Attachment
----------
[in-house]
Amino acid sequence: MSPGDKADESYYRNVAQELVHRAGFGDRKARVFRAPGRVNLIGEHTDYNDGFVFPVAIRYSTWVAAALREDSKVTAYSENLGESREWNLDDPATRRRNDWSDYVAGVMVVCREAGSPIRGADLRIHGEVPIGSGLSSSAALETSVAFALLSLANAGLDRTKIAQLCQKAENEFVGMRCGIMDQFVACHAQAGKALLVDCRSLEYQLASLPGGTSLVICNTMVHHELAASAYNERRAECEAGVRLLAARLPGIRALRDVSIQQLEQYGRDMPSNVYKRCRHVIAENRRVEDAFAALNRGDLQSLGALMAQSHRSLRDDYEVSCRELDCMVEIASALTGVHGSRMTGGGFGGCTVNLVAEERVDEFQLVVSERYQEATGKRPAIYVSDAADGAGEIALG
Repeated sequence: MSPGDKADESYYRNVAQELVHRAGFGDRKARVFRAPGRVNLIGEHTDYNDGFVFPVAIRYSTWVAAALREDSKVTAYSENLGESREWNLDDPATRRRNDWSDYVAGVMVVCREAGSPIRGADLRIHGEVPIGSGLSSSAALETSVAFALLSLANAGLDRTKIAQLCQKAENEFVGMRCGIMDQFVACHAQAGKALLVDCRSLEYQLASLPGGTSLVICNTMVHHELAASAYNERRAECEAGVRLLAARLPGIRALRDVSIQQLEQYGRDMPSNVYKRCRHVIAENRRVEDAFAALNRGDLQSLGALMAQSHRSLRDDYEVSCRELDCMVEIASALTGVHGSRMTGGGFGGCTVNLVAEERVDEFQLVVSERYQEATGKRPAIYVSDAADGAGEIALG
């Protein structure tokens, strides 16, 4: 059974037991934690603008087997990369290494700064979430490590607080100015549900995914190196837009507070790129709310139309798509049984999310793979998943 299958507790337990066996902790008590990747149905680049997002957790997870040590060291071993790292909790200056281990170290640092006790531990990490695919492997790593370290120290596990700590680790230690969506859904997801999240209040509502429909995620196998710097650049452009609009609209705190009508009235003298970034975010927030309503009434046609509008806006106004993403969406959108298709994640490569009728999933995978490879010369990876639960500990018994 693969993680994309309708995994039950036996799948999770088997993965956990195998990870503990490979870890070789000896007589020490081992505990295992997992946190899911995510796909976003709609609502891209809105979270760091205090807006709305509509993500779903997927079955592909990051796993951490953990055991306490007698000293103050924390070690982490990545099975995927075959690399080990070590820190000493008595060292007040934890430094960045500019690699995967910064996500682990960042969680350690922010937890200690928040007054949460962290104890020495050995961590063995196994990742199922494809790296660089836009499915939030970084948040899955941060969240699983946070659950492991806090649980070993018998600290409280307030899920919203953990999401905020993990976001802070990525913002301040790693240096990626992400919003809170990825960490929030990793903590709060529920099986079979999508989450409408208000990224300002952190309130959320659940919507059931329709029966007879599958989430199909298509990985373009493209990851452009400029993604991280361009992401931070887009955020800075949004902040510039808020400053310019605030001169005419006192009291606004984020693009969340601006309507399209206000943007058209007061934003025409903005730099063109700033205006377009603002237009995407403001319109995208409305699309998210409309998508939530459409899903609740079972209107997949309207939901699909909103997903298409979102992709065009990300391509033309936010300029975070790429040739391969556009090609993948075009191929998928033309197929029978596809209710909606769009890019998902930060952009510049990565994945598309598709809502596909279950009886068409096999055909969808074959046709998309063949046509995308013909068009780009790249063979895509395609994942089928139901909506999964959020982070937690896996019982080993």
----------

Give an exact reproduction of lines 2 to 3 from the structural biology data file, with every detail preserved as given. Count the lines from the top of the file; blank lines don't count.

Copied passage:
Amino acid sequence: MSPGDKADESYYRNVAQELVHRAGFGDRKARVFRAPGRVNLIGEHTDYNDGFVFPVAIRYSTWVAAALREDSKVTAYSENLGESREWNLDDPATRRRNDWSDYVAGVMVVCREAGSPIRGADLRIHGEVPIGSGLSSSAALETSVAFALLSLANAGLDRTKIAQLCQKAENEFVGMRCGIMDQFVACHAQAGKALLVDCRSLEYQLASLPGGTSLVICNTMVHHELAASAYNERRAECEAGVRLLAARLPGIRALRDVSIQQLEQYGRDMPSNVYKRCRHVIAENRRVEDAFAALNRGDLQSLGALMAQSHRSLRDDYEVSCRELDCMVEIASALTGVHGSRMTGGGFGGCTVNLVAEERVDEFQLVVSERYQEATGKRPAIYVSDAADGAGEIALG
Repeated sequence: MSPGDKADESYYRNVAQELVHRAGFGDRKARVFRAPGRVNLIGEHTDYNDGFVFPVAIRYSTWVAAALREDSKVTAYSENLGESREWNLDDPATRRRNDWSDYVAGVMVVCREAGSPIRGADLRIHGEVPIGSGLSSSAALETSVAFALLSLANAGLDRTKIAQLCQKAENEFVGMRCGIMDQFVACHAQAGKALLVDCRSLEYQLASLPGGTSLVICNTMVHHELAASAYNERRAECEAGVRLLAARLPGIRALRDVSIQQLEQYGRDMPSNVYKRCRHVIAENRRVEDAFAALNRGDLQSLGALMAQSHRSLRDDYEVSCRELDCMVEIASALTGVHGSRMTGGGFGGCTVNLVAEERVDEFQLVVSERYQEATGKRPAIYVSDAADGAGEIALG